Friday, May 27, 2011

Sign of the Times

Apparently, there is a hot new trend among large law firms, to create a separate career track for newly hired attorneys whereby they do the same work as others, but are paid less than half the salary, usually bringing in somewhere between fifty and sixty-five thousand dollars annually. Could there be any clearer warning about the rapidly advancing death of the American middle class? If you graduated from law school ten years ago and secured employment at a high-level firm, you stood to easily make six figures. If you’re just graduating now, you absorb a greater debt burden, but your earning potential is drastically reduced as a matter of policy.

This is not really a new trend. What’s new is just that it is being appropriated by such esteemed employers, for such otherwise high-class positions. Some employers in the field of manufacturing have already introduced this sort of economic segregation of workers, as a way of compensating for the fact that unions prevent them from making across-the-board pay cuts. Law firms, by contrast are only hampered by expectations and self-image, but the end result is the same in both cases: a workplace landscape in which the newest generation of employees makes significantly less money than their forerunners had at the start of their employment.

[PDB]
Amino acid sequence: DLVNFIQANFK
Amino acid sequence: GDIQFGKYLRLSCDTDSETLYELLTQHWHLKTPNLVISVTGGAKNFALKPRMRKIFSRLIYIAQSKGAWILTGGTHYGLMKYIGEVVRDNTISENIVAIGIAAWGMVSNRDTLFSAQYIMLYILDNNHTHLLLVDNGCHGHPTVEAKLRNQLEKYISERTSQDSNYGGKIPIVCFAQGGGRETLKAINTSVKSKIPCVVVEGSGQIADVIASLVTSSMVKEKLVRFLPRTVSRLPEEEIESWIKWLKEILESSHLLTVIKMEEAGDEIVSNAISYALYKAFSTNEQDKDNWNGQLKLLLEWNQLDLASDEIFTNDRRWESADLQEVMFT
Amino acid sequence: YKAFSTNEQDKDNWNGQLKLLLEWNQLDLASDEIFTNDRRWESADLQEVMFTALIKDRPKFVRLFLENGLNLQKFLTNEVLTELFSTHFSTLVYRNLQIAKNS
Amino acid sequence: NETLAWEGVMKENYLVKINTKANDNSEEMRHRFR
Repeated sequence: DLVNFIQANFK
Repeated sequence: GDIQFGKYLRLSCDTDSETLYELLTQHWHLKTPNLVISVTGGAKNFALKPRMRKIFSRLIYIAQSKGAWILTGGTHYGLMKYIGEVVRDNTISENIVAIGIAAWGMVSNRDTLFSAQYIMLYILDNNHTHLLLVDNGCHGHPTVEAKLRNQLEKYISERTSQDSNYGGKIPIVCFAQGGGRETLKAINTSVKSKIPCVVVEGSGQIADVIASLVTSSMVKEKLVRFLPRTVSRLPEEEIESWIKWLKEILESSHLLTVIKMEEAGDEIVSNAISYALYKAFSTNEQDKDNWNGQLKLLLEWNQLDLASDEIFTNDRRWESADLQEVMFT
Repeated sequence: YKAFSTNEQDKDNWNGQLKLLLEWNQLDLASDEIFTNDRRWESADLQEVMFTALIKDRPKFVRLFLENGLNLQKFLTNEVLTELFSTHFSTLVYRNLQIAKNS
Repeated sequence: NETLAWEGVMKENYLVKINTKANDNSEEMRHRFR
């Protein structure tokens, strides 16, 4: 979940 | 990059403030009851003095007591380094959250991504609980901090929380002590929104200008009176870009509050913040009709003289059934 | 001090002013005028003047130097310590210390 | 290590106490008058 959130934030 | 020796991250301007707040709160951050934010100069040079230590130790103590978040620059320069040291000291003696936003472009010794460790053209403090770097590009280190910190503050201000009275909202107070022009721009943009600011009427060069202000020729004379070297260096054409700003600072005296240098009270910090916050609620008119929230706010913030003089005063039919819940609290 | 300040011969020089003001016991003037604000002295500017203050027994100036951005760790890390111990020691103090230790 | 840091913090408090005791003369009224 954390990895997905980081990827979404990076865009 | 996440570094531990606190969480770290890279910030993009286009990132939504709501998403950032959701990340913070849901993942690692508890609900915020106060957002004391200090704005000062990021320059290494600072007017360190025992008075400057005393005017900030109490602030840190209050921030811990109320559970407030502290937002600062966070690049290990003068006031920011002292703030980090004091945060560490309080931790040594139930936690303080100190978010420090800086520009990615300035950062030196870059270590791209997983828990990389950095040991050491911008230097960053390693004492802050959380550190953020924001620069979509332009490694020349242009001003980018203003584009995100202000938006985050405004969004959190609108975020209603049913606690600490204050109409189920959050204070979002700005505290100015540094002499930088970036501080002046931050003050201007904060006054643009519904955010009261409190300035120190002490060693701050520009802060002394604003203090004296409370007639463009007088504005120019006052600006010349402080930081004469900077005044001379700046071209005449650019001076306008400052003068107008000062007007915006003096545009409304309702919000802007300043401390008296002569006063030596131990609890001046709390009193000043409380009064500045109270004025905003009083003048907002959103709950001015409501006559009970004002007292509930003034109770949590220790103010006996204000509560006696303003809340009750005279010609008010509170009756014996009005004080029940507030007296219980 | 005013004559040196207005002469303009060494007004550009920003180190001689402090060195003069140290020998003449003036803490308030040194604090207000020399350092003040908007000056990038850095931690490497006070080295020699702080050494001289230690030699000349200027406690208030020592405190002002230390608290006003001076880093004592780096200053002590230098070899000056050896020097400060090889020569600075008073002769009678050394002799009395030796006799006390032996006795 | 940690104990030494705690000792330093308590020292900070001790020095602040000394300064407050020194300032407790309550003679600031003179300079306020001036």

The article about this tendency, originally from the New York Times, but conveniently reprinted on Yahoo, sagely warns:

“…as has been the case in other industries, a two-tier system threatens to breed resentments among workers in both tiers, given disparities in pay and workload expectations.”

Gee, you don’t say. Who would think that drawing an arbitrary line identifying the well-off and the well-screwed would be source of conflict? I am a little puzzled, however, by the notion that there will be similar resentments on the part of those who come out on top of this little graduation-date lottery. I suppose it is only natural that in any professional contexts, someone will look with envy on the person who works fewer hours, and fail to connect this with financial differences. But I object to the author lending credence to this impulse by reporting it as she does, when anyone should know that if you ask anyone whether they’d like to switch places with their colleagues, nobody who makes $150,000 is going to elect to sacrifice $90,000 in exchange for a slight reduction in his share of the exact same work.

Unfortunately, this article adopts to some extent the twenty-first century journalistic principle that false equivalence is balance, and so it makes several claims about the upsides of making a lot less money, and includes delightfully euphemistic quotations from law firm executives, and rhetorically optimistic ones from people stuck in these low-paying “career associate” positions.

“[Some] career associates at [Orrick, Herrington & Sutcliffe] said they… were content, even if this track was not their first choice out of law school.